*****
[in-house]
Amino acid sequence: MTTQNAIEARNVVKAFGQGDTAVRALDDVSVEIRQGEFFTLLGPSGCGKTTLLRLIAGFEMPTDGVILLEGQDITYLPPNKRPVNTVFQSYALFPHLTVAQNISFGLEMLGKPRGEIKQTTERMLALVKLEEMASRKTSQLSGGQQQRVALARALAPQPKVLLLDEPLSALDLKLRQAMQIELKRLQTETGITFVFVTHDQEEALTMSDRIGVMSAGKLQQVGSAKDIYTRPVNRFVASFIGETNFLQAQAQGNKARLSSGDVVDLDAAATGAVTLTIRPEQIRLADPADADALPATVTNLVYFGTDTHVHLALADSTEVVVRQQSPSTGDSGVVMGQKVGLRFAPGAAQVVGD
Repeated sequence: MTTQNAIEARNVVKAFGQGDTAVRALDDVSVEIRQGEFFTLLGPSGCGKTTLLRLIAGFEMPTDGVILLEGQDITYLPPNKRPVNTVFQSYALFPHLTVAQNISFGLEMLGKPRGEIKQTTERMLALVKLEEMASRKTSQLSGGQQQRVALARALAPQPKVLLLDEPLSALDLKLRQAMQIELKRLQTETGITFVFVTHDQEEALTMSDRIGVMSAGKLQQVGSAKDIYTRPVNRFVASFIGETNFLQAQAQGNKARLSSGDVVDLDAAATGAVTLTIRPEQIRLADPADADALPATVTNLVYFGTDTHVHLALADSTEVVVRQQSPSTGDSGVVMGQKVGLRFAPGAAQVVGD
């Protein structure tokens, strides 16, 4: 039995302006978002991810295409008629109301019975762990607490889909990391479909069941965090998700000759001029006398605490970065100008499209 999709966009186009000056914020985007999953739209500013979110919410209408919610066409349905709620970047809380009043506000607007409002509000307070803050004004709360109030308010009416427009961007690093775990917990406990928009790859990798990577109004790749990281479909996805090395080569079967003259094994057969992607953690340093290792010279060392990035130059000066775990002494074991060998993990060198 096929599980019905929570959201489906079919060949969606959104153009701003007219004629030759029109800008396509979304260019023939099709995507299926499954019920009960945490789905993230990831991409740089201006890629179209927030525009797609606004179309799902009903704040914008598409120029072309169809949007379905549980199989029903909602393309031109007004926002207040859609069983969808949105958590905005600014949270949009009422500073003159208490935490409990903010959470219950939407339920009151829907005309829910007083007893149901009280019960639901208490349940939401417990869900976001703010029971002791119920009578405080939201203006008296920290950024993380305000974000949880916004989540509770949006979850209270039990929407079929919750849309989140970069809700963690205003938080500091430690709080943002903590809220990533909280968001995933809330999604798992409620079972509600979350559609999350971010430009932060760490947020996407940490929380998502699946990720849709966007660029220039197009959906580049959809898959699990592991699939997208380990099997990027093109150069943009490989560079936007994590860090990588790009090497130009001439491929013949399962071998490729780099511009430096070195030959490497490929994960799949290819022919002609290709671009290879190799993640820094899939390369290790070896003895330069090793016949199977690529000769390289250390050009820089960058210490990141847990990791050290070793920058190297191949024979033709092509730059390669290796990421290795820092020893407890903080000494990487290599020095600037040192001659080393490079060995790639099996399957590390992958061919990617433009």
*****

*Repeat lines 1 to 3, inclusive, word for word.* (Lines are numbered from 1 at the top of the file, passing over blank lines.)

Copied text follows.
[in-house]
Amino acid sequence: MTTQNAIEARNVVKAFGQGDTAVRALDDVSVEIRQGEFFTLLGPSGCGKTTLLRLIAGFEMPTDGVILLEGQDITYLPPNKRPVNTVFQSYALFPHLTVAQNISFGLEMLGKPRGEIKQTTERMLALVKLEEMASRKTSQLSGGQQQRVALARALAPQPKVLLLDEPLSALDLKLRQAMQIELKRLQTETGITFVFVTHDQEEALTMSDRIGVMSAGKLQQVGSAKDIYTRPVNRFVASFIGETNFLQAQAQGNKARLSSGDVVDLDAAATGAVTLTIRPEQIRLADPADADALPATVTNLVYFGTDTHVHLALADSTEVVVRQQSPSTGDSGVVMGQKVGLRFAPGAAQVVGD
Repeated sequence: MTTQNAIEARNVVKAFGQGDTAVRALDDVSVEIRQGEFFTLLGPSGCGKTTLLRLIAGFEMPTDGVILLEGQDITYLPPNKRPVNTVFQSYALFPHLTVAQNISFGLEMLGKPRGEIKQTTERMLALVKLEEMASRKTSQLSGGQQQRVALARALAPQPKVLLLDEPLSALDLKLRQAMQIELKRLQTETGITFVFVTHDQEEALTMSDRIGVMSAGKLQQVGSAKDIYTRPVNRFVASFIGETNFLQAQAQGNKARLSSGDVVDLDAAATGAVTLTIRPEQIRLADPADADALPATVTNLVYFGTDTHVHLALADSTEVVVRQQSPSTGDSGVVMGQKVGLRFAPGAAQVVGD